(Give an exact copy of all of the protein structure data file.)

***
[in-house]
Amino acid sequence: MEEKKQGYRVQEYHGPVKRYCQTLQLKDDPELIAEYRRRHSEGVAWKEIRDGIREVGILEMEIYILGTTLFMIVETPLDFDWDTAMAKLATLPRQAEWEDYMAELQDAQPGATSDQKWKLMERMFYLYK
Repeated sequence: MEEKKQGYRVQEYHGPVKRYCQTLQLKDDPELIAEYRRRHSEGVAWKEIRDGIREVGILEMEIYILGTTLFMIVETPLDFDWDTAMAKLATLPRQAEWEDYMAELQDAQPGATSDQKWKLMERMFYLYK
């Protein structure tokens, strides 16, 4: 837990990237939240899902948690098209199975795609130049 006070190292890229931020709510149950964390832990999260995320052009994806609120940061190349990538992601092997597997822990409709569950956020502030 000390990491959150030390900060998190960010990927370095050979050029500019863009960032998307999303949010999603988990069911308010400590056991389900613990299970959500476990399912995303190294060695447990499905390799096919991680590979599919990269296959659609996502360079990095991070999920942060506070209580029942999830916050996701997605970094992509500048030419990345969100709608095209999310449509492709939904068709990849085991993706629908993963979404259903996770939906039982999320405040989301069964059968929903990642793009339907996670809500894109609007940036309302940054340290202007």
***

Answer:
[in-house]
Amino acid sequence: MEEKKQGYRVQEYHGPVKRYCQTLQLKDDPELIAEYRRRHSEGVAWKEIRDGIREVGILEMEIYILGTTLFMIVETPLDFDWDTAMAKLATLPRQAEWEDYMAELQDAQPGATSDQKWKLMERMFYLYK
Repeated sequence: MEEKKQGYRVQEYHGPVKRYCQTLQLKDDPELIAEYRRRHSEGVAWKEIRDGIREVGILEMEIYILGTTLFMIVETPLDFDWDTAMAKLATLPRQAEWEDYMAELQDAQPGATSDQKWKLMERMFYLYK
């Protein structure tokens, strides 16, 4: 837990990237939240899902948690098209199975795609130049 006070190292890229931020709510149950964390832990999260995320052009994806609120940061190349990538992601092997597997822990409709569950956020502030 000390990491959150030390900060998190960010990927370095050979050029500019863009960032998307999303949010999603988990069911308010400590056991389900613990299970959500476990399912995303190294060695447990499905390799096919991680590979599919990269296959659609996502360079990095991070999920942060506070209580029942999830916050996701997605970094992509500048030419990345969100709608095209999310449509492709939904068709990849085991993706629908993963979404259903996770939906039982999320405040989301069964059968929903990642793009339907996670809500894109609007940036309302940054340290202007």